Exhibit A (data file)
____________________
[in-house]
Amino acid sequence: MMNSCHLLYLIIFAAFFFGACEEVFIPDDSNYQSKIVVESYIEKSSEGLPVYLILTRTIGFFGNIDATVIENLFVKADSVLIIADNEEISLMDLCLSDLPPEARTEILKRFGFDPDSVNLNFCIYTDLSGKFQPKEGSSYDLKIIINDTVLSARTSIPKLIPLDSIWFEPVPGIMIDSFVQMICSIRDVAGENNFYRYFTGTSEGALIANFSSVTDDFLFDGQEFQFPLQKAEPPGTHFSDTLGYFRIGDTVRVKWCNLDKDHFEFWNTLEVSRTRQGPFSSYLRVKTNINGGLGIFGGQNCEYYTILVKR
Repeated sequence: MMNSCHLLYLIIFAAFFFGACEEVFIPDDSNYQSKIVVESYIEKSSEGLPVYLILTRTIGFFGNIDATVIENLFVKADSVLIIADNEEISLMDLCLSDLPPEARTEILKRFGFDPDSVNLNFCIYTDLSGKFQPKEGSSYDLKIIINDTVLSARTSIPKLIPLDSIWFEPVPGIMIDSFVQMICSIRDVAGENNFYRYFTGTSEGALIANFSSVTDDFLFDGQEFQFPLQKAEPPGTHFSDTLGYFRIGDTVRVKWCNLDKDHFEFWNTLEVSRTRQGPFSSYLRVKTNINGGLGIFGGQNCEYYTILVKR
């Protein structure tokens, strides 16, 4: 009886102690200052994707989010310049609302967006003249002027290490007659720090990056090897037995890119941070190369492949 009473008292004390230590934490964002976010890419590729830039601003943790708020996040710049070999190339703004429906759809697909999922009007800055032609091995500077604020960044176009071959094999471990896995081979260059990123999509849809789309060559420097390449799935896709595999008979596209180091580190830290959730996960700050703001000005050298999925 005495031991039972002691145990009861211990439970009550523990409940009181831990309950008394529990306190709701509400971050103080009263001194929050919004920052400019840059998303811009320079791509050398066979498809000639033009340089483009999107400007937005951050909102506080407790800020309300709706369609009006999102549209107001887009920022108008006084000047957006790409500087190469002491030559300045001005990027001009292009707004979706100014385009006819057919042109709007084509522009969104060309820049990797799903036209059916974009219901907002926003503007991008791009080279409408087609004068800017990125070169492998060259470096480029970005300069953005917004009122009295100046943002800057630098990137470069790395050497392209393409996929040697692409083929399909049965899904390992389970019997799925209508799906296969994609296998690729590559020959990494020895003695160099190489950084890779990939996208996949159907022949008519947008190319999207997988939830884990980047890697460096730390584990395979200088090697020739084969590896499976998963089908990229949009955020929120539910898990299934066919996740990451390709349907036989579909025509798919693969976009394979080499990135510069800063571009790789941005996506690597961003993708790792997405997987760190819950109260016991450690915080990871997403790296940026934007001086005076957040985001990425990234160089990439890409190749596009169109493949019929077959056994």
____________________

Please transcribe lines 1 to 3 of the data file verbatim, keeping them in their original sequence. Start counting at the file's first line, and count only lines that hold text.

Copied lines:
[in-house]
Amino acid sequence: MMNSCHLLYLIIFAAFFFGACEEVFIPDDSNYQSKIVVESYIEKSSEGLPVYLILTRTIGFFGNIDATVIENLFVKADSVLIIADNEEISLMDLCLSDLPPEARTEILKRFGFDPDSVNLNFCIYTDLSGKFQPKEGSSYDLKIIINDTVLSARTSIPKLIPLDSIWFEPVPGIMIDSFVQMICSIRDVAGENNFYRYFTGTSEGALIANFSSVTDDFLFDGQEFQFPLQKAEPPGTHFSDTLGYFRIGDTVRVKWCNLDKDHFEFWNTLEVSRTRQGPFSSYLRVKTNINGGLGIFGGQNCEYYTILVKR
Repeated sequence: MMNSCHLLYLIIFAAFFFGACEEVFIPDDSNYQSKIVVESYIEKSSEGLPVYLILTRTIGFFGNIDATVIENLFVKADSVLIIADNEEISLMDLCLSDLPPEARTEILKRFGFDPDSVNLNFCIYTDLSGKFQPKEGSSYDLKIIINDTVLSARTSIPKLIPLDSIWFEPVPGIMIDSFVQMICSIRDVAGENNFYRYFTGTSEGALIANFSSVTDDFLFDGQEFQFPLQKAEPPGTHFSDTLGYFRIGDTVRVKWCNLDKDHFEFWNTLEVSRTRQGPFSSYLRVKTNINGGLGIFGGQNCEYYTILVKR